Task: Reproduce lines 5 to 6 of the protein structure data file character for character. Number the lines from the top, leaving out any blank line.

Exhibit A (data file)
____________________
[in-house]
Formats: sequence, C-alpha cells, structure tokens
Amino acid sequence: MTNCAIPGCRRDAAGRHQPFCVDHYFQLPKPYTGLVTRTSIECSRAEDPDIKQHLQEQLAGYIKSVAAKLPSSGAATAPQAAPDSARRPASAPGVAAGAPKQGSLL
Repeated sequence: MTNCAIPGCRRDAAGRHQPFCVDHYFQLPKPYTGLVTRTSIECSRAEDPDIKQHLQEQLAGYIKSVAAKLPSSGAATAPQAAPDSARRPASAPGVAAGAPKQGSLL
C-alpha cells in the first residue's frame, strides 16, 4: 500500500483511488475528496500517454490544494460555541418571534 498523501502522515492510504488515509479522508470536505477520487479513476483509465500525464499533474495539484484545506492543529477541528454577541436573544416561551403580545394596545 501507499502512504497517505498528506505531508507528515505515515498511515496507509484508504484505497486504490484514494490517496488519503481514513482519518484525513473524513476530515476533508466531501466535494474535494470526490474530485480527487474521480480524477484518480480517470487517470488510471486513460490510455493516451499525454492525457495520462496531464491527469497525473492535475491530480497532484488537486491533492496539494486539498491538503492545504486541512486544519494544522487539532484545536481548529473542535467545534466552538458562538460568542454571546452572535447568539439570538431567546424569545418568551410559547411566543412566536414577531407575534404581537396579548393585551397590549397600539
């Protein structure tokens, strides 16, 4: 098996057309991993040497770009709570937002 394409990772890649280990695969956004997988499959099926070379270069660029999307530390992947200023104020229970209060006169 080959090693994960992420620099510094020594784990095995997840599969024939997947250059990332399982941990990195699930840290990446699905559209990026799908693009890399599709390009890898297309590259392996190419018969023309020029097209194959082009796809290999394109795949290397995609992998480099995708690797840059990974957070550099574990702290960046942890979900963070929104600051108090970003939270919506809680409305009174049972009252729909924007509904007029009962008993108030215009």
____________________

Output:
C-alpha cells in the first residue's frame, strides 16, 4: 500500500483511488475528496500517454490544494460555541418571534 498523501502522515492510504488515509479522508470536505477520487479513476483509465500525464499533474495539484484545506492543529477541528454577541436573544416561551403580545394596545 501507499502512504497517505498528506505531508507528515505515515498511515496507509484508504484505497486504490484514494490517496488519503481514513482519518484525513473524513476530515476533508466531501466535494474535494470526490474530485480527487474521480480524477484518480480517470487517470488510471486513460490510455493516451499525454492525457495520462496531464491527469497525473492535475491530480497532484488537486491533492496539494486539498491538503492545504486541512486544519494544522487539532484545536481548529473542535467545534466552538458562538460568542454571546452572535447568539439570538431567546424569545418568551410559547411566543412566536414577531407575534404581537396579548393585551397590549397600539
């Protein structure tokens, strides 16, 4: 098996057309991993040497770009709570937002 394409990772890649280990695969956004997988499959099926070379270069660029999307530390992947200023104020229970209060006169 080959090693994960992420620099510094020594784990095995997840599969024939997947250059990332399982941990990195699930840290990446699905559209990026799908693009890399599709390009890898297309590259392996190419018969023309020029097209194959082009796809290999394109795949290397995609992998480099995708690797840059990974957070550099574990702290960046942890979900963070929104600051108090970003939270919506809680409305009174049972009252729909924007509904007029009962008993108030215009």